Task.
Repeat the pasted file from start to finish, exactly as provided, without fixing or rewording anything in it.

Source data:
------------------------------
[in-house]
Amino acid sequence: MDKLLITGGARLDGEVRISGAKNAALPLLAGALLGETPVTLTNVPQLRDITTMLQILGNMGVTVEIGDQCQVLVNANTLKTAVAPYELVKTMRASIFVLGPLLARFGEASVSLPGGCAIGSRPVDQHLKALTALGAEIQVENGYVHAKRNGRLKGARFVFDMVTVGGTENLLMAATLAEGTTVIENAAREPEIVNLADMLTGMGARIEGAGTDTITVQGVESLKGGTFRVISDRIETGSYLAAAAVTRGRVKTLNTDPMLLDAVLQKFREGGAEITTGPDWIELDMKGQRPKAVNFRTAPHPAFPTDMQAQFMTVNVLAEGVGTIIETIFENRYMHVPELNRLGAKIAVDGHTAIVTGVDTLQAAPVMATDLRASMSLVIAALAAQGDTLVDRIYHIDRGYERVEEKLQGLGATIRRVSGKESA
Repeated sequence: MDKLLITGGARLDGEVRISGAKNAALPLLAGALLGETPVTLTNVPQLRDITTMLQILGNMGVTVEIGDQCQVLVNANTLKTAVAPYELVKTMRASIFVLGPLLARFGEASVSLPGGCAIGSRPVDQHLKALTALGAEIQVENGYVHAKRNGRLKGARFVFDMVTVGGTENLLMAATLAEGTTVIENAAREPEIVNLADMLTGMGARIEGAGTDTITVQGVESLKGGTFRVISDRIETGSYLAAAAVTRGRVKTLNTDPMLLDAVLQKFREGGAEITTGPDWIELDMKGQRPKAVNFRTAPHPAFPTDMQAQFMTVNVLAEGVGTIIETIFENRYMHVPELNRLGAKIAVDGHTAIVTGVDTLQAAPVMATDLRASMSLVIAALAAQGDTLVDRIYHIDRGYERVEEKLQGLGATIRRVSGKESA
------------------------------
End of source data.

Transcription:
[in-house]
Amino acid sequence: MDKLLITGGARLDGEVRISGAKNAALPLLAGALLGETPVTLTNVPQLRDITTMLQILGNMGVTVEIGDQCQVLVNANTLKTAVAPYELVKTMRASIFVLGPLLARFGEASVSLPGGCAIGSRPVDQHLKALTALGAEIQVENGYVHAKRNGRLKGARFVFDMVTVGGTENLLMAATLAEGTTVIENAAREPEIVNLADMLTGMGARIEGAGTDTITVQGVESLKGGTFRVISDRIETGSYLAAAAVTRGRVKTLNTDPMLLDAVLQKFREGGAEITTGPDWIELDMKGQRPKAVNFRTAPHPAFPTDMQAQFMTVNVLAEGVGTIIETIFENRYMHVPELNRLGAKIAVDGHTAIVTGVDTLQAAPVMATDLRASMSLVIAALAAQGDTLVDRIYHIDRGYERVEEKLQGLGATIRRVSGKESA
Repeated sequence: MDKLLITGGARLDGEVRISGAKNAALPLLAGALLGETPVTLTNVPQLRDITTMLQILGNMGVTVEIGDQCQVLVNANTLKTAVAPYELVKTMRASIFVLGPLLARFGEASVSLPGGCAIGSRPVDQHLKALTALGAEIQVENGYVHAKRNGRLKGARFVFDMVTVGGTENLLMAATLAEGTTVIENAAREPEIVNLADMLTGMGARIEGAGTDTITVQGVESLKGGTFRVISDRIETGSYLAAAAVTRGRVKTLNTDPMLLDAVLQKFREGGAEITTGPDWIELDMKGQRPKAVNFRTAPHPAFPTDMQAQFMTVNVLAEGVGTIIETIFENRYMHVPELNRLGAKIAVDGHTAIVTGVDTLQAAPVMATDLRASMSLVIAALAAQGDTLVDRIYHIDRGYERVEEKLQGLGATIRRVSGKESA